From Elmira, you’ll head through Revolutionary War-era towns like Horseheads and lush vineyards en route to Seneca Lake, the longest lake in the region and, at 630 feet deep, the second-deepest lake in the country. Make for Climbing Bines on the western side of the lake, where you can also stop in at wineries such as Herman J. Wiemer and Anthony Road before settling down to a pint among the gently swaying hop fields of Climbing Bines.IMG_0141 After a stint as an elementary school teacher, Climbing Bines’ Chris Hansen returned to his farming roots. His great-grandfather emigrated to the U.S. from Denmark in 1905 and farmed 280 acres fronting Seneca Lake. Today, Hansen grows fifteen acres of hops that go into Climbing Bine’s brews, and sources grain from local growers and maltsters. Brian, Climbing Bines’ co-owner and head brewer, acknowledges that with the smaller economies of scale, “You get what you get, and we figure out ways to work with the unique qualities of the local ingredients.” A Cascade hop grown along the shores of Seneca Lake does not taste and smell the same as a Cascade grown west of the Rockies. Northeastern brewers realize this, and are beginning to produce some compelling brews that bear the stamp of the region. Tempest’s faves: Big Ivan’s Red; Imperial Stout.IMG_1116

It’s just a hop, skip, and a vineyard or two from Climbing Bines to Abandon Brewing Company perched above the western arm of Keuka Lake. The Abandon story begins several years ago when owner, Garry Sperrick, purchased the barn and pastoral land on which Abandon is sited. With nearly eighty vineyards in the immediate vicinity, Sperrick thought something a little different was in order. Why not a farmhouse brewery in a barn? All he needed was a brewer.IMG_1130 Enter Jeff Hillebrandt, who once worked for Ommegang. If Hillebrandt favours traditional Belgian styles and yeast strains, he doesn’t shy away from experimentation. I still have fond memories of a splendid April afternoon before Abandon opened. Jeff had invited me out for a brew day on their pilot system. I arrived to the sound of “Thwack! Thwack!” When I got inside, I saw Jeff smashing up black walnuts with a 2 X 4 for a Belgian-style dark strong beer with walnuts and cinnamon. Whatever works. Then as now, unique hybrids are often the result, such as a Farmhouse IPA packed with American hops but fermented with a blend of saison and Brettanomyces yeasts. Tempest’s faves: Abbey Ale; Peppercorn Saison.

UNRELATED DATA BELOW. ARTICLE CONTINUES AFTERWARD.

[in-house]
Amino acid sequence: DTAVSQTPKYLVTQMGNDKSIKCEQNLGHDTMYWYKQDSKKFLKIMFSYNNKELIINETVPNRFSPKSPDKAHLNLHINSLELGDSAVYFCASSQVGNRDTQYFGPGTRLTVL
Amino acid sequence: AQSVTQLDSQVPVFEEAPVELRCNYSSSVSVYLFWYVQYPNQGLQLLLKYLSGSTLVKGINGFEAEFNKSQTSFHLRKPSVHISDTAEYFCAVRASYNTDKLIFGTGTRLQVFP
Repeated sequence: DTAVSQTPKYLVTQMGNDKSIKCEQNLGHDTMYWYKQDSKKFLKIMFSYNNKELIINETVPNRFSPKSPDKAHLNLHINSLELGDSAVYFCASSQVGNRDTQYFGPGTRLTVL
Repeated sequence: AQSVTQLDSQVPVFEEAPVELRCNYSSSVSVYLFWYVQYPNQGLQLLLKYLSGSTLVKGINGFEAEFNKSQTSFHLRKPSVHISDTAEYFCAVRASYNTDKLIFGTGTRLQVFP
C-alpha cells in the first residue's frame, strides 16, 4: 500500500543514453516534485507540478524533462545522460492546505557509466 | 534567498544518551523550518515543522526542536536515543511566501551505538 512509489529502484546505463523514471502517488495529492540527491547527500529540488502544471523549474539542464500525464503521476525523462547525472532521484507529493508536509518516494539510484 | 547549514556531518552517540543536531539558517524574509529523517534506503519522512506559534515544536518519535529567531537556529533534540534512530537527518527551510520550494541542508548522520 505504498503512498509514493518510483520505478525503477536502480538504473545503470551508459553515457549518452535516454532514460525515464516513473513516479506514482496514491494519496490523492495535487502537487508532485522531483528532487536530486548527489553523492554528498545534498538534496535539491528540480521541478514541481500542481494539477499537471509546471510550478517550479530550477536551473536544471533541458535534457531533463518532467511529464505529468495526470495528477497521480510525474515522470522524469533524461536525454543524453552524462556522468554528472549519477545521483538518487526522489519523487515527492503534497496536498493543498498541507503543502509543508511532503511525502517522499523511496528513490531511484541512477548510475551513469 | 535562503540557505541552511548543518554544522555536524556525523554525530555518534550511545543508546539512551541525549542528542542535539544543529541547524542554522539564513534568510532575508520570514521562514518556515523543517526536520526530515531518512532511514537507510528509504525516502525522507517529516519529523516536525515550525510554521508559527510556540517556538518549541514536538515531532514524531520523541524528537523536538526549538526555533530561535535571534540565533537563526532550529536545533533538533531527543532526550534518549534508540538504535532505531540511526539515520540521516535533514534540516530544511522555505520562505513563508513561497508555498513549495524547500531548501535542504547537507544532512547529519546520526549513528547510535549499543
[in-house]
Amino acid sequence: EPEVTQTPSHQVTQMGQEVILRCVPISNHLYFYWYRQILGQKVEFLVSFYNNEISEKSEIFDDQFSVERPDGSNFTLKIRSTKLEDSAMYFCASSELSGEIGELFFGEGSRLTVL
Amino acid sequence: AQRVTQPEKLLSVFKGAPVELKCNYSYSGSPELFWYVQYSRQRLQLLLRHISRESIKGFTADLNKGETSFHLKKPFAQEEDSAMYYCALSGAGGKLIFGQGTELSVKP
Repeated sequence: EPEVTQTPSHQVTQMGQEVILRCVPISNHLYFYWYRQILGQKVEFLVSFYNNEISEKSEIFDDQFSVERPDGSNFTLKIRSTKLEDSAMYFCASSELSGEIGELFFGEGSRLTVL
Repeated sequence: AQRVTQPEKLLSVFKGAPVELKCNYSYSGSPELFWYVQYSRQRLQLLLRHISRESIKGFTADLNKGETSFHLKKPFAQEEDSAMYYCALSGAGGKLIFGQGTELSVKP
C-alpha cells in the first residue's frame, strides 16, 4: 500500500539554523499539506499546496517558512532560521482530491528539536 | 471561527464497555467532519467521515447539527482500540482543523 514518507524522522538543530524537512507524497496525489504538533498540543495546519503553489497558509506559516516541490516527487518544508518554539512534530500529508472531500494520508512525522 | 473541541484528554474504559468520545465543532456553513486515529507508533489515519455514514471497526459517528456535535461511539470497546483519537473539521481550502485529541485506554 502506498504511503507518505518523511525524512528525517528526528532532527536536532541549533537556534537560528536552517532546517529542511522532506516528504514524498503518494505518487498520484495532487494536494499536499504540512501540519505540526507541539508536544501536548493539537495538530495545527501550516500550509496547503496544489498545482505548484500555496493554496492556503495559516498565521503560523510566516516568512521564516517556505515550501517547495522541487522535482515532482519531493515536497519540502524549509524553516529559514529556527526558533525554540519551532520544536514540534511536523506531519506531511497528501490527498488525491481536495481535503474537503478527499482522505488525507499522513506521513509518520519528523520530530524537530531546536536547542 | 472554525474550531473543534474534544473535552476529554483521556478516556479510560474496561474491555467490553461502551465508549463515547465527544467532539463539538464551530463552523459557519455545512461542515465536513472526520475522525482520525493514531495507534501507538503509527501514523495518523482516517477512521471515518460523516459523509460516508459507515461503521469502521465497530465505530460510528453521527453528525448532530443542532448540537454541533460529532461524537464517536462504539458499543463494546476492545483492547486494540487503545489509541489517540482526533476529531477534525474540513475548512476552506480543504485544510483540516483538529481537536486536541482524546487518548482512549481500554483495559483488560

The back-road drive from Abandon to Naked Dove Brewing Company on the outskirts of Canandaigua makes for a quintessentially bucolic outing. You climb a steep hill to the ridge above Abandon, where you can see clear across Keuka Lake and almost to Seneca Lake. From there, the road dips down and meanders along wooded valleys that open out periodically onto meadows and small dairy farms.IMG_1157 You’ll pass through a few small towns and traverse a few more valleys before reaching the glistening shores of Canandaigua Lake. Slung low along a light industrial-commercial stretch of National Route 20 on the outskirts of Canandaigua, Naked Dove’s setting is less impressive than that of Abandon or Hopshire, but the beers are no less well-crafted. The folks at Naked Dove don’t raid the orchard or the spice cabinet for their beers, preferring instead to brew excellent examples of American, British, Belgian, and German standards. Tempest’s faves: 45 Fathoms Porter; Altbier. Alas, the Altbier was a one-off. Here’s to hoping it appears again some day.

Once you’ve slaked your thirst at Naked Dove, it’s but a stone’s throw to Rochester, where a vibrant craft beer scene awaits. I’ve yet to check it out, though, but when I go back to the Finger Lakes this summer, you know where I’ll be heading.IMG_1180

Odds and Ends

Even though I’ve written this article as a day-by-day itinerary, what I’m outlining here is less an actual itinerary than a set of possibilities. In most cases, it would be unadvisable if not impossible to fit in everything I’ve suggested for a given day. Take your time. Drink some wine. Stretch your legs exploring one of the many gorge trails. Grab a bite to eat at one of the many bistros and restaurants that dot the shores of Cayuga and Seneca Lakes. Enjoy.

Related Tempest Articles

Gorges and Good Beer in Ithaca, NY: Vol.1

Ithaca is Craft Beer

The Barn and the Brewery: A Touch of Tradition and a Dash of Creativity at Abandon

Cultural Archeology, Hopshire Style: The Revival of Hop Cultivation in New York

All images: F.D. Hofer.

© 2015 F.D. Hofer and A Tempest in a Tankard. All Rights Reserved.